Severe leg pain attacks causing shock.

by Blaze
(Kearneysville, WV)

My work occupation was a railroad conductor for 36 year. I retired at age 58 on disability due to arthritis in my knees. I am now 62 years old. My problem first started about 10 years ago due to a unreported work related back injury. My orthopedic specialist never treated my back, instead he concentrated on my knees and convinced me that is where all the pain was originating from. He diagnosed me with arthritis. I was treated for about three years and had injections in my knees to keep me working.

During that 3 years I had what I refer to as severe leg attacks. They would happen about 2 hours after I went to bed and I would wake up in excruciating pain. Both my legs would lock up and it felt like my quads were being ripped apart. The pain was so severe that I could not get out of bed or to my feet. My legs would lock up for 3 to 4 mins., sweat would pour out of my body like I was going into shock. Warm baths and Orphenadrine Citrat (100) mg. helped. I got to where I was afraid to go to sleep. I never had an attack when I was awake and moving.

Over the past 10 years I average 2 to 3 attacks per year. I have had doctors tell me it was due to severe dehydration and muscle cramps and arthritis. My MRI reviled a bulge in the L4 and L5 disc. For the past 10 years my right foot always feels like I have a cotton ball stuffed under my three toes to the right of my big toe. My left foot is fine. There is no swelling in either foot.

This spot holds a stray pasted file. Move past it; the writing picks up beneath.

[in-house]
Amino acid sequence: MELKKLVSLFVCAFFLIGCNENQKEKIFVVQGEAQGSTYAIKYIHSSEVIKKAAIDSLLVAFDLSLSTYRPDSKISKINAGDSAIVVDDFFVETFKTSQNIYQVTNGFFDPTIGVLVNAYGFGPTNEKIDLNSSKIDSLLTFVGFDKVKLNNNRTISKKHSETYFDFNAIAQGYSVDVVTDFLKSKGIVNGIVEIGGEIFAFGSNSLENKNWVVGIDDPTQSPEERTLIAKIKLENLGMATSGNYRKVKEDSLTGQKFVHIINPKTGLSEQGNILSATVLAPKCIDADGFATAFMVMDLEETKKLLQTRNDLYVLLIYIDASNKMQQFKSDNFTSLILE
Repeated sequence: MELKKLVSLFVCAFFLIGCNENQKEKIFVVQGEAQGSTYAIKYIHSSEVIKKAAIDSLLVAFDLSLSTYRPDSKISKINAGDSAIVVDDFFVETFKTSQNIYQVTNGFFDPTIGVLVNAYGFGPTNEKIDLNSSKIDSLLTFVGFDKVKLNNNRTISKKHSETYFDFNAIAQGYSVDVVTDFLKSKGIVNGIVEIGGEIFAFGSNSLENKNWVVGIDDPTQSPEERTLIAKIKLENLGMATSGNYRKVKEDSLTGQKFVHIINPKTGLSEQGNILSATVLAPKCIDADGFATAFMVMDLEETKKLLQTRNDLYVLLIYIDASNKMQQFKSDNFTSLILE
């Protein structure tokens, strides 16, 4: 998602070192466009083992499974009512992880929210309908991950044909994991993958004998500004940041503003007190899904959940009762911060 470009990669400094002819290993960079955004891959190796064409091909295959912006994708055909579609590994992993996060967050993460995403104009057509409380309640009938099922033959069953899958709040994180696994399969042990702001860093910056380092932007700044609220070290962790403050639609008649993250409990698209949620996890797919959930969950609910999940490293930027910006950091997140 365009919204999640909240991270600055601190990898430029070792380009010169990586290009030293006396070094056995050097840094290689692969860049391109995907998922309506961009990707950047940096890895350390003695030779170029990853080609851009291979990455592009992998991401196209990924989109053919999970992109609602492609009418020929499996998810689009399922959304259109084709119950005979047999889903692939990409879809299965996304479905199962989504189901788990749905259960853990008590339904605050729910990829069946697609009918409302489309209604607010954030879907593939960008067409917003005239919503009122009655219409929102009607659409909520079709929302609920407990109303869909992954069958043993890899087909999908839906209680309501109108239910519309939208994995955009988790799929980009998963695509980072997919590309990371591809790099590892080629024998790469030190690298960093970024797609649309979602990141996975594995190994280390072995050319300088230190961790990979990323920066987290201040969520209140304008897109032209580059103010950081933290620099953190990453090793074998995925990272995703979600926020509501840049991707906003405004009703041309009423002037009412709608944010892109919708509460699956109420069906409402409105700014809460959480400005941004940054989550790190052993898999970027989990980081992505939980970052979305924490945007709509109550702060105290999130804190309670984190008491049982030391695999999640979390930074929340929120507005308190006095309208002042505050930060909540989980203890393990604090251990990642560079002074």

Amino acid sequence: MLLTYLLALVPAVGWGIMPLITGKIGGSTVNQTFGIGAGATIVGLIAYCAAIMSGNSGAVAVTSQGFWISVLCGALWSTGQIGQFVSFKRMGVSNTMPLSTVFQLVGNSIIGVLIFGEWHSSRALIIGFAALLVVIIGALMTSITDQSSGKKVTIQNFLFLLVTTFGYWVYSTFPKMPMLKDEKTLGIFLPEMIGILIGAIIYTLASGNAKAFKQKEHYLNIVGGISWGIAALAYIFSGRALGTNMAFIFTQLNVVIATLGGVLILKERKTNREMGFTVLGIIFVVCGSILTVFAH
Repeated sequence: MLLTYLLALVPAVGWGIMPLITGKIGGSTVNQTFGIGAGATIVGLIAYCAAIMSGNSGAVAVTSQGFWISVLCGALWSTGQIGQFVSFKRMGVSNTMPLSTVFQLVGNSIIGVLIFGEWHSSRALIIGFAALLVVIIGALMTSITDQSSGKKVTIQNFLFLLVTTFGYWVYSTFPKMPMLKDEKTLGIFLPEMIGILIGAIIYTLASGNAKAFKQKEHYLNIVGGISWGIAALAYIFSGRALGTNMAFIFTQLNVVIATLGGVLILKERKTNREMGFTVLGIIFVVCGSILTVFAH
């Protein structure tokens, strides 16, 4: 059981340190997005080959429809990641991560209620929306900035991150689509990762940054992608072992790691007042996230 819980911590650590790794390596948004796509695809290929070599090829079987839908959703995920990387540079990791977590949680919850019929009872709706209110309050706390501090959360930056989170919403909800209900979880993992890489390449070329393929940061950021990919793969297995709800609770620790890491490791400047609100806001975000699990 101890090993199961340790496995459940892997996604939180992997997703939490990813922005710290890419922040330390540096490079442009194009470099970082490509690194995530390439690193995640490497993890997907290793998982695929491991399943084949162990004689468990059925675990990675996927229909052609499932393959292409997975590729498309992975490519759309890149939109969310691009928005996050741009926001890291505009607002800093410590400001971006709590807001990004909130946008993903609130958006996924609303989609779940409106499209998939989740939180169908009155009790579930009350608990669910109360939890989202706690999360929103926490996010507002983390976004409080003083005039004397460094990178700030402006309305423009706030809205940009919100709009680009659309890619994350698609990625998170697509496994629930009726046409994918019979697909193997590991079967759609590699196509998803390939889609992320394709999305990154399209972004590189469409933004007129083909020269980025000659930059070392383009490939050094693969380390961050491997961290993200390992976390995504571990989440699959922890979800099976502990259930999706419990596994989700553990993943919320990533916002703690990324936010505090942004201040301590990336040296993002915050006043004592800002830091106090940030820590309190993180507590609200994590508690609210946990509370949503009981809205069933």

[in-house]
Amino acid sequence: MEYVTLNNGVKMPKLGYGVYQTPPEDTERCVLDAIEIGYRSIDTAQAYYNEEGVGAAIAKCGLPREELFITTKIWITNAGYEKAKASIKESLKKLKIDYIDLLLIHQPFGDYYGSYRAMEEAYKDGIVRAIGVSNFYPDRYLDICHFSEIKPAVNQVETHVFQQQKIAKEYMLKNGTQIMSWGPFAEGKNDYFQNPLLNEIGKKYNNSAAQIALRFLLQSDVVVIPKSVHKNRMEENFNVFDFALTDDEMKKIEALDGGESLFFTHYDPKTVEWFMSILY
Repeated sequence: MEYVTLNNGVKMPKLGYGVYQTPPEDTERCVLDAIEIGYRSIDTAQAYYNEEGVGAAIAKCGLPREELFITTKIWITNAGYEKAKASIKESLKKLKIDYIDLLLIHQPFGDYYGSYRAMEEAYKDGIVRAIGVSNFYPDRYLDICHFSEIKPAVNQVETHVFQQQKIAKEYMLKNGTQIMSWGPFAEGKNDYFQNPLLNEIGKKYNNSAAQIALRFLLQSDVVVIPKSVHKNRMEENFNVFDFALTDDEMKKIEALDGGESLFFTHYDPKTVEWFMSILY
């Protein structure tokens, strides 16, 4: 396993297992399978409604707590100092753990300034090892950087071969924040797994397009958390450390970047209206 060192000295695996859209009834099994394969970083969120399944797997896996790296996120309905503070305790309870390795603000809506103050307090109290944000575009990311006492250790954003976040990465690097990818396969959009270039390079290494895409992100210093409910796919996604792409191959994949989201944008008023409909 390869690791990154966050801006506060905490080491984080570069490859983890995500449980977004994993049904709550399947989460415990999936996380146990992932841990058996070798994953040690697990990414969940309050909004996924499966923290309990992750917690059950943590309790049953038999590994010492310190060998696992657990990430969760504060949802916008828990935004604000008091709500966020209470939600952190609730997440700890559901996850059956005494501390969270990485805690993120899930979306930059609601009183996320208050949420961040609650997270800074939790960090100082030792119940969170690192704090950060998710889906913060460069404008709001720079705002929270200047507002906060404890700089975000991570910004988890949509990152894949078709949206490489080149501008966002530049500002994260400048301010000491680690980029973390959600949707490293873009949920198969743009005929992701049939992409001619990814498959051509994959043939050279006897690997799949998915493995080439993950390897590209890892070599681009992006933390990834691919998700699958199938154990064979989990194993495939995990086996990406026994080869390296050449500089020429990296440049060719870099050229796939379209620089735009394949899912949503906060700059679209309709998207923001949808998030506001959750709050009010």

These attacks always effect both legs at the same time and never just one. Now I always sleep with a pillow between my knees. My most recent attack was last month, the first one in almost a year in a half. This time I fell a sleep on the couch, got up and walked across my living room, felt dizzy and lost my balance. My legs locked up for almost 15 mins. Shocked for about 6 mins. The pain was coming from the groin area down to inside of my leg to my knees. My quads were not a big factor this time but you could have played a tune on my leg tendons. I am thinking somehow my femoral nerve is being compressed. Do you have any advice or experience with these symptoms I have described. I can tell you for certain that it is not from being dehydrated.

Hello Blaze,
This is indeed mysterious; my thoughts too went initially to a mineral deficiency caused by excessive sweating in summer; does it only happen in hot weather? Lucky it's only a few times a year.

The L4/L5 disc would not affect the toes on the outside of the foot, nor likely to affect the femoral nerve.

Do you know if the reflexes are normal?

Does pulling your knee to the chest cause groin pain?

I take it you have no lower back pain.

I'm afraid I don't have much else to offer; back exercises before going to sleep at night, perhaps.

Dr B


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